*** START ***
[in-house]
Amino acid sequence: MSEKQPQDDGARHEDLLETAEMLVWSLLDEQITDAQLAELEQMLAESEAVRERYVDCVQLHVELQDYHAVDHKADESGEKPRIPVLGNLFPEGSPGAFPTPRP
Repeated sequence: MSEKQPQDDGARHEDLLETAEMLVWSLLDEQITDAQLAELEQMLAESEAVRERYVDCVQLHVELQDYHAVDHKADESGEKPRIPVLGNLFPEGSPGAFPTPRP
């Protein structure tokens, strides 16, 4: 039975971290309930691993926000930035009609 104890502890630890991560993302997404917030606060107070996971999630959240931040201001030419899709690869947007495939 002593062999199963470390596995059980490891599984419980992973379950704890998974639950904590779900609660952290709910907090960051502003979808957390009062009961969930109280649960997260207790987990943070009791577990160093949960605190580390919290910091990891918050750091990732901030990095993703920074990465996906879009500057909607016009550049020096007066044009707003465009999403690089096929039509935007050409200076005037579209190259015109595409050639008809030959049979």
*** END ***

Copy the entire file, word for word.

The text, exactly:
[in-house]
Amino acid sequence: MSEKQPQDDGARHEDLLETAEMLVWSLLDEQITDAQLAELEQMLAESEAVRERYVDCVQLHVELQDYHAVDHKADESGEKPRIPVLGNLFPEGSPGAFPTPRP
Repeated sequence: MSEKQPQDDGARHEDLLETAEMLVWSLLDEQITDAQLAELEQMLAESEAVRERYVDCVQLHVELQDYHAVDHKADESGEKPRIPVLGNLFPEGSPGAFPTPRP
């Protein structure tokens, strides 16, 4: 039975971290309930691993926000930035009609 104890502890630890991560993302997404917030606060107070996971999630959240931040201001030419899709690869947007495939 002593062999199963470390596995059980490891599984419980992973379950704890998974639950904590779900609660952290709910907090960051502003979808957390009062009961969930109280649960997260207790987990943070009791577990160093949960605190580390919290910091990891918050750091990732901030990095993703920074990465996906879009500057909607016009550049020096007066044009707003465009999403690089096929039509935007050409200076005037579209190259015109595409050639008809030959049979």